Antakya, a city on the Mediterranean border area between Turkey and Syria, has become home to a new luxury hotel built inside an archaeological park rich in precious mosaics.
In agreement, both lawmakers and scientists have praised the construction of Antakya Museum Hotel as a rare and ideal compromise between private ambitions and public interests, between business priorities and access for all.
In 2009, when the Asfuroglu family decided to build a five-star hotel in a protected area, preliminary excavations revealed the ruins of Antiochia ad Orontem, the second most important city of the Roman Empire — after Rome itself — in terms of population and wealth. Antakya, the capital of Hatay Province that sits over the ancient city, is a major tourism and gastronomy destination.
In the course of the excavations, the layers of a vast public area used for administrative and commercial purposes emerged. It is the agora of the first Hellenistic settlement, dating back to the third century B.C. Its large basilica was built in the third or fourth century A.D., and the area's marble floor and colorful geometric mosaics are still intact.
At more than 1,000 square meters, the mosaics are considered the largest in the world. Spirals, diamonds, triangles and hexagons form intricate patterns. Yellows, reds and browns set a warm tone. The effect is of a giant floating carpet made of small stones.
Once the mosaics were discovered, the first design for the hotel — originally a compact structure with 400 rooms — had to be thrown out and the Asfuroglu family looked for alternatives. In 2010, Turkish architect Emre Arolat was asked to explore the area and come up with ideas. “They expected a miracle from me," Arolat told Al-Monitor.
At first, the architect was reluctant. “I told them they could [end the project] and sell the land or give it to archaeologists." The following day he went back to the area, where spent some time walking around and changed his mind. He then set around designing the hotel.
The design he produced was highly original and expensive: an elongated skeleton of steel columns, set on the margins of the archaeological area so that the mosaics would remain unharmed. On this skeletal structure, he installed 199 pre-fabricated rooms that look like boxes suspended in the air, as if hanging over Antiochia. “There is more steel in that building than the Bosporus Bridge,” Arolat said.
The Museum Hotel, as its name suggests, is hybrid in nature: part hotel with a restaurant, spa, gym, ballrooms and swimming pools on the top floor and part museum, directly managed by the ministry of Culture and Tourism. The Asfuroglus paid for everything: the excavations led by the archaeology museum in Antakya involving 35 archeologists, five architects-restorers and 120 workers as well as construction of the museum itself.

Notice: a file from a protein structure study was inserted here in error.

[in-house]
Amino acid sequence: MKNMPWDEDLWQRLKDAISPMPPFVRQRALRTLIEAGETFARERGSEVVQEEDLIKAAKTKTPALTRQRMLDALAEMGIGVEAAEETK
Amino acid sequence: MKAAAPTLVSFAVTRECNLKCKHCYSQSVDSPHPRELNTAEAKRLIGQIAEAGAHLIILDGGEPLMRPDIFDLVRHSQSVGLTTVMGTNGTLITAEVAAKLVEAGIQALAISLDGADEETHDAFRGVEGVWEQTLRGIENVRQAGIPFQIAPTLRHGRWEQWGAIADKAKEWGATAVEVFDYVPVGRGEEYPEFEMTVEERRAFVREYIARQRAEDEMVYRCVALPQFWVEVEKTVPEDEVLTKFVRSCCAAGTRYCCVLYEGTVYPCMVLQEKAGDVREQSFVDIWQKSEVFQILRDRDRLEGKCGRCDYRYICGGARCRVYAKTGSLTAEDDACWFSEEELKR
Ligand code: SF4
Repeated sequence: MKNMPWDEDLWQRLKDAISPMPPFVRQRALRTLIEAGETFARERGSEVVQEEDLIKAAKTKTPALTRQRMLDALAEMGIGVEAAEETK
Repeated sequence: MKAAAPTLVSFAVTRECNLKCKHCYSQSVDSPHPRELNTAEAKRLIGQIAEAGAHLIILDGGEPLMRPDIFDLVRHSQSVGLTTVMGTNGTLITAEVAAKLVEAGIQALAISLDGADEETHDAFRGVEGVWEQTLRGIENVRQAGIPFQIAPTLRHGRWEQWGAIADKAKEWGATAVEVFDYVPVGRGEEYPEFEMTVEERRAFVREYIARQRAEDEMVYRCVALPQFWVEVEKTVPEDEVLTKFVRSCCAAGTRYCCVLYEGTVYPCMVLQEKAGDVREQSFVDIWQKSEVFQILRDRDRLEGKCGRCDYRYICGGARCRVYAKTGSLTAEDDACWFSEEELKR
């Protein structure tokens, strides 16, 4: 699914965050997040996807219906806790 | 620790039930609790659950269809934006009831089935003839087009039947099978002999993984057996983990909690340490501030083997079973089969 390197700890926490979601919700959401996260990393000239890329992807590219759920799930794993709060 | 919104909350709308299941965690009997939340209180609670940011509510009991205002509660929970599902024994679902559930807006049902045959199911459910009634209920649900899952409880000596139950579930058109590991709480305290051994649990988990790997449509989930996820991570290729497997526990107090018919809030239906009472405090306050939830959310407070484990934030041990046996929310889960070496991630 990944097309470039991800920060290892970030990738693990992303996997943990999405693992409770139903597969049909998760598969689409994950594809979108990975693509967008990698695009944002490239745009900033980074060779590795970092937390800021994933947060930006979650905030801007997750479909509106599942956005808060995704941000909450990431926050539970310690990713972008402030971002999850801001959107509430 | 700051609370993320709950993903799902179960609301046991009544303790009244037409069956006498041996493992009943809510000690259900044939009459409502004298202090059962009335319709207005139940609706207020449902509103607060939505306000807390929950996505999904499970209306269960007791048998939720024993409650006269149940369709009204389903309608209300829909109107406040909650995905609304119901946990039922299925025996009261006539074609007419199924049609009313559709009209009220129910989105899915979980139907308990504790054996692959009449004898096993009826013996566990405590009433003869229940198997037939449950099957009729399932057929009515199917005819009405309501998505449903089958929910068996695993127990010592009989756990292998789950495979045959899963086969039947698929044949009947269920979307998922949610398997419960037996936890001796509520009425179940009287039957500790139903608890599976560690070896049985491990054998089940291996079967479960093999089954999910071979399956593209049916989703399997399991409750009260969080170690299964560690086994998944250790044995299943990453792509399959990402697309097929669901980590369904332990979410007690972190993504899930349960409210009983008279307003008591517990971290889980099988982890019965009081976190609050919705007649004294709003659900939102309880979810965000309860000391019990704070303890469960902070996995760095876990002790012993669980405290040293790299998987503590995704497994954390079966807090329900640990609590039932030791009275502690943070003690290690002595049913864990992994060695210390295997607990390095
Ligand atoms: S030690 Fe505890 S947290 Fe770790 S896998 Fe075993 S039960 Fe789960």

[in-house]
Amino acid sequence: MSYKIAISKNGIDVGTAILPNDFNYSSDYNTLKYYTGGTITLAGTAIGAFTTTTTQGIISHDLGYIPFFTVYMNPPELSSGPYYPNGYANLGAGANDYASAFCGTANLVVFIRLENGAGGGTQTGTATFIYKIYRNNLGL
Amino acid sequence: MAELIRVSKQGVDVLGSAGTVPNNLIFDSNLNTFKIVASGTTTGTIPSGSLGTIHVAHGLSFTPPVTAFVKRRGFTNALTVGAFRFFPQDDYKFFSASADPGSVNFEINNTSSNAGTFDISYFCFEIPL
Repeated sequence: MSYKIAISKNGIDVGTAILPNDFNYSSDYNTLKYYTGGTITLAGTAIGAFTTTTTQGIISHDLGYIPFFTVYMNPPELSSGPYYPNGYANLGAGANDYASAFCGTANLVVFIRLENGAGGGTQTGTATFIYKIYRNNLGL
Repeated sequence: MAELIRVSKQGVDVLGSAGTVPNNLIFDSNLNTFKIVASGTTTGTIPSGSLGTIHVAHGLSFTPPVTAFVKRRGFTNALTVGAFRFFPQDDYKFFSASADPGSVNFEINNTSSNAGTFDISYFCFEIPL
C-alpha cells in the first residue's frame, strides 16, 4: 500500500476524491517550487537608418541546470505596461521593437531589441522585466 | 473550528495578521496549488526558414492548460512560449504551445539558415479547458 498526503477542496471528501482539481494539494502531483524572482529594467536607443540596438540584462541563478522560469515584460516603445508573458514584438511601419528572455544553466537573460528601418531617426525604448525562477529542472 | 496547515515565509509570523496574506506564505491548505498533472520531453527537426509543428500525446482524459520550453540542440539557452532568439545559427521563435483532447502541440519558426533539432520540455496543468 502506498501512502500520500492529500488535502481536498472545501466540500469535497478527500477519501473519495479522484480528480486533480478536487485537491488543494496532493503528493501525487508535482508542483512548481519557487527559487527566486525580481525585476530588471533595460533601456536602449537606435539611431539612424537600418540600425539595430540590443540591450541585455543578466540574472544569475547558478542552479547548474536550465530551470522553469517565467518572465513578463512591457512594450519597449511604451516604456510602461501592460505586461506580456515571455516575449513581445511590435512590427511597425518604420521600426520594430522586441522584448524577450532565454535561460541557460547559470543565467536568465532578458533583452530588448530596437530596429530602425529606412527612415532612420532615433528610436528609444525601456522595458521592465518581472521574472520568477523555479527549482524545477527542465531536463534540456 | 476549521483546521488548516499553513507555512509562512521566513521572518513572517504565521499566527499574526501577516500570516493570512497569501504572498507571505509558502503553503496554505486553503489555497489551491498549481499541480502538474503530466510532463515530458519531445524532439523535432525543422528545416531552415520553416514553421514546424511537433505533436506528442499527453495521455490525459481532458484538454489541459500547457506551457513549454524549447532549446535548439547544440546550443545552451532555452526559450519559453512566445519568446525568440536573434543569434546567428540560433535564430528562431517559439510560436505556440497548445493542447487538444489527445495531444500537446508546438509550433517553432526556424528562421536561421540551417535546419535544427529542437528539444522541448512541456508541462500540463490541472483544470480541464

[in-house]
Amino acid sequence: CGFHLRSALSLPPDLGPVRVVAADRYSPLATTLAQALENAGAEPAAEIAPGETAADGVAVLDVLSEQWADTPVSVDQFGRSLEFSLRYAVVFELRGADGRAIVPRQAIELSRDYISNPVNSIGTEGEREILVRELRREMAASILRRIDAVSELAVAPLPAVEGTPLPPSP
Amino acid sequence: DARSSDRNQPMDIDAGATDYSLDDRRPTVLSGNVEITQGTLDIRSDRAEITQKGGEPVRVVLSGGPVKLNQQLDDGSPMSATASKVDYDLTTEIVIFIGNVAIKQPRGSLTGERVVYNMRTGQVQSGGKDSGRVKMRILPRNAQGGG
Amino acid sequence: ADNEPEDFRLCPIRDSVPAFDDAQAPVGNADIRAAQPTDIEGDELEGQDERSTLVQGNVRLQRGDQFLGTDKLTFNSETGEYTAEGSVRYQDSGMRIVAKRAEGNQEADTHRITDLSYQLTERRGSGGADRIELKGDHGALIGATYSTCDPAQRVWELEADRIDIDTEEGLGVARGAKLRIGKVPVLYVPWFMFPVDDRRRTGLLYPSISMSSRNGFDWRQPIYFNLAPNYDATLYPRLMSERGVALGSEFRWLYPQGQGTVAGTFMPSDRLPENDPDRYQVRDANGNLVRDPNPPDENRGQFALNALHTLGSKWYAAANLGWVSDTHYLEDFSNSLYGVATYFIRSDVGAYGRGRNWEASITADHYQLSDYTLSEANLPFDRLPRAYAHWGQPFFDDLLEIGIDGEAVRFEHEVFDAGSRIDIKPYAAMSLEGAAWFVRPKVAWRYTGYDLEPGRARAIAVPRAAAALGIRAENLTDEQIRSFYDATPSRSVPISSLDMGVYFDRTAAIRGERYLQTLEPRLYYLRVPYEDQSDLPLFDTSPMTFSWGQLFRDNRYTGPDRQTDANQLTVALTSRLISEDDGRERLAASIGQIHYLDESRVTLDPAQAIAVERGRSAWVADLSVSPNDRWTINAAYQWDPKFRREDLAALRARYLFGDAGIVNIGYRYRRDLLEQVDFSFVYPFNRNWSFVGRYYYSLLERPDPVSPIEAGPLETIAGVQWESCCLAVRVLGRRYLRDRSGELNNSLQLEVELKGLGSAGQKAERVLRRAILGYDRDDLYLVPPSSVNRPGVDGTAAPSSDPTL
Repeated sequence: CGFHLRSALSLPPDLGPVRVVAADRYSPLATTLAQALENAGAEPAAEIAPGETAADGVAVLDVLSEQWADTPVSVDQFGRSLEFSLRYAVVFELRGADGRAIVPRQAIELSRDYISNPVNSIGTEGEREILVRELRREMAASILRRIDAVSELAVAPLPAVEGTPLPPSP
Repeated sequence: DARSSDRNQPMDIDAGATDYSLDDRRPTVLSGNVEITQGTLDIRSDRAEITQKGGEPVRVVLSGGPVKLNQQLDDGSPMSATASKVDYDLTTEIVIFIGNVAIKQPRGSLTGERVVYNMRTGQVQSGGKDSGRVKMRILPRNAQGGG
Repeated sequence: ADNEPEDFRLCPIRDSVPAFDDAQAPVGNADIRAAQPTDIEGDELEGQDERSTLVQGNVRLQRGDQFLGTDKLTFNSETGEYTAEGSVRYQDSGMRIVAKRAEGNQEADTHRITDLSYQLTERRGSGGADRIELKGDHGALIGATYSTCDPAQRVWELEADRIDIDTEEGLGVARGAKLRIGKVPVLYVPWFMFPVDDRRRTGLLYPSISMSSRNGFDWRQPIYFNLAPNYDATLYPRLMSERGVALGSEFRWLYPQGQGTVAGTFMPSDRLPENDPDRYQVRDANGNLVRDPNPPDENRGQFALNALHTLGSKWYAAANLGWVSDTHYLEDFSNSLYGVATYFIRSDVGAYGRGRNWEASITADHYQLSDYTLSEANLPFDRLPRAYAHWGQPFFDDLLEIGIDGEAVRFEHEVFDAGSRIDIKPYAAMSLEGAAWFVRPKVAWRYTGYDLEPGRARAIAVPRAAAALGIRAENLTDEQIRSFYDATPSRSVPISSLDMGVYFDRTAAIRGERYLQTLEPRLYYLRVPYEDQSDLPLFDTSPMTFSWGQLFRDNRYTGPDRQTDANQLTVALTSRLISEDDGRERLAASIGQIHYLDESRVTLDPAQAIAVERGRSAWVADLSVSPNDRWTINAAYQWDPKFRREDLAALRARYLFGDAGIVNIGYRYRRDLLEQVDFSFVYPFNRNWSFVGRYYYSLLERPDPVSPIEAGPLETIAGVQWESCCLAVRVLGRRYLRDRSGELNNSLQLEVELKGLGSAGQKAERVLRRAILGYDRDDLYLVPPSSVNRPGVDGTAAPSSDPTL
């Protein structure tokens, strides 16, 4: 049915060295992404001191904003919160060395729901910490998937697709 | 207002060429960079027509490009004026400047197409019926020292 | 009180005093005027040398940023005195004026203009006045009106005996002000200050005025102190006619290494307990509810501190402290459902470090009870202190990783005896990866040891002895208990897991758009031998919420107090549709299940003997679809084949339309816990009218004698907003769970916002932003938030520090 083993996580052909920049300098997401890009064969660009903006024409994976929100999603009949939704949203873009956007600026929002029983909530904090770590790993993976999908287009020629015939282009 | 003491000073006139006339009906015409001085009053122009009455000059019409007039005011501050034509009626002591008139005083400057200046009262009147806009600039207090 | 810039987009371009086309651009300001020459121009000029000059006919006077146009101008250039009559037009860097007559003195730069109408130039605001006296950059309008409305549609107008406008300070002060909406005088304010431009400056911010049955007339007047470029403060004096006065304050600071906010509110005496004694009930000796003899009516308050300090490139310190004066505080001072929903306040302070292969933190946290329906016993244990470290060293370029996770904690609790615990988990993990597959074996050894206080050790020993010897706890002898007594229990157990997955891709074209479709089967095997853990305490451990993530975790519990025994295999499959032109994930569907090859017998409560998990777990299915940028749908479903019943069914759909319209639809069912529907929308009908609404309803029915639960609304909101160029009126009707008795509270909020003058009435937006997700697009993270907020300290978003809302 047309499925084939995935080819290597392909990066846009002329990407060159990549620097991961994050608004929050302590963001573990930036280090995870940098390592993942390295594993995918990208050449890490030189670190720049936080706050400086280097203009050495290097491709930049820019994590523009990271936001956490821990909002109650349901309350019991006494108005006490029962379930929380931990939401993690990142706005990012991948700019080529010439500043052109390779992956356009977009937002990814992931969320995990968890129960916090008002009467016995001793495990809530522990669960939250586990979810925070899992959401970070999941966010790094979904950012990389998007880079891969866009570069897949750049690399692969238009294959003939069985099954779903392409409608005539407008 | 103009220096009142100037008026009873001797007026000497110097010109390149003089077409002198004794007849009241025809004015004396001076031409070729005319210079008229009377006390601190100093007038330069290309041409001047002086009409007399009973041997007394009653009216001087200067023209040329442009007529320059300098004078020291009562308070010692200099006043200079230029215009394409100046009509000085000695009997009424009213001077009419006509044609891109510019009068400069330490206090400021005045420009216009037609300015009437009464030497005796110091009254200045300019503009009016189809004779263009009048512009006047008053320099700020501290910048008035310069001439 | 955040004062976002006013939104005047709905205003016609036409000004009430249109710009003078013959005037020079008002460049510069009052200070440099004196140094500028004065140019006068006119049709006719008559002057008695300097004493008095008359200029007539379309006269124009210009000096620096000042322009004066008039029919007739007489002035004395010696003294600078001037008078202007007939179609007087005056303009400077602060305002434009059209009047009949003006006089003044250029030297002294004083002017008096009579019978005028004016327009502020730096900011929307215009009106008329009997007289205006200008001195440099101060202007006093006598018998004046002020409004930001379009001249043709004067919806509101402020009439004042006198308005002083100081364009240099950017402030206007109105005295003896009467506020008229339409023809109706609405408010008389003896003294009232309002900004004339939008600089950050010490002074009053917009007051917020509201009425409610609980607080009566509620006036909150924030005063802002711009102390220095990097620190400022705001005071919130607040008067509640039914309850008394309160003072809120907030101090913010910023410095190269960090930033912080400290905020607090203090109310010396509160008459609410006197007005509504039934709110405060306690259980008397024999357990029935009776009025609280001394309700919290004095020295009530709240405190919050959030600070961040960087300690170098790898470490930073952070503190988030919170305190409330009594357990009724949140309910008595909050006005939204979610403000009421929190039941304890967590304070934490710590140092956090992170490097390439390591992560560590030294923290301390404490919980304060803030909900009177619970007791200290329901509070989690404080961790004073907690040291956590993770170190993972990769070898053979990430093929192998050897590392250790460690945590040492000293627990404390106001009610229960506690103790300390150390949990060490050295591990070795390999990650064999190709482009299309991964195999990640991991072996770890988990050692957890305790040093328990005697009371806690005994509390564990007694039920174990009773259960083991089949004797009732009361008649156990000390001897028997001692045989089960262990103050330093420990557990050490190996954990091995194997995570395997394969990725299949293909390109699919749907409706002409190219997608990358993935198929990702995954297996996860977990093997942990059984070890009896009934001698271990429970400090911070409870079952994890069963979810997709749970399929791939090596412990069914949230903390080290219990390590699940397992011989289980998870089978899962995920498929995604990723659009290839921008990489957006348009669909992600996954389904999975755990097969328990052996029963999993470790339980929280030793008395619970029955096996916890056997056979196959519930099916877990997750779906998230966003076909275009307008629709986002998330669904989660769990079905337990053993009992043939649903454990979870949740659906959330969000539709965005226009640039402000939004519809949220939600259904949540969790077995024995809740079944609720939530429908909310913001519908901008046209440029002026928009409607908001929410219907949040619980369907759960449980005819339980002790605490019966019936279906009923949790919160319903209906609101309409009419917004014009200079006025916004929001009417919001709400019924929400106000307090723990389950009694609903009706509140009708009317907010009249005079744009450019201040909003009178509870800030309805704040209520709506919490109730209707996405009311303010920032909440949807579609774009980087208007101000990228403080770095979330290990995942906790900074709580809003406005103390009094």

At the hotel entrance on the first floor, visitors are introduced to the history of Antiochia and the excavations through textual displays, videos and a selection of objects found in the area. Then they can walk along a path inside the building to view of the ruins. The ancient city's main thoroughfare is lined with shops and a bath. They can see and almost touch the archeological layers from the city's foundation to the fourth and fifth centuries.
Arolat wanted the place to be open to everyone and visible from the road around the structure. Everywhere inside the hotel — from the rooms, the common areas on the first and on the top floors, the paths connecting the rooms — guests have always an unencumbered view of ancient Antiochia and can experience the sunset, the silence of the night and the sunrise inside the archeological site.
Construction began in 2012 and proceeded slowly, with archaeologists, architects and engineers working side by side. The major challenge was placing the 66 columns so as not to damage the ancient structures. Most of them are just outside the archeological area, forming a rectangle. A few more make up the center of the building, erected in the dry Partenius riverbed.
The construction of one of these central columns unearthed the formal dining room of a Roman villa dating back to the first or second century CE deeper in the ground than the basilica, entirely covered in mosaics. They represent figures of Greek mythology including the winged horse Pegasus and the nine muses, female divinities who where sources of inspiration and knowledge for artists and writers.
The mosaics, which look like paintings, are very similar to those of nearby Zeugma from the same period, exhibited in a superb museum in Gaziantep. In the hall of the hotel, guests can admire them from armchairs.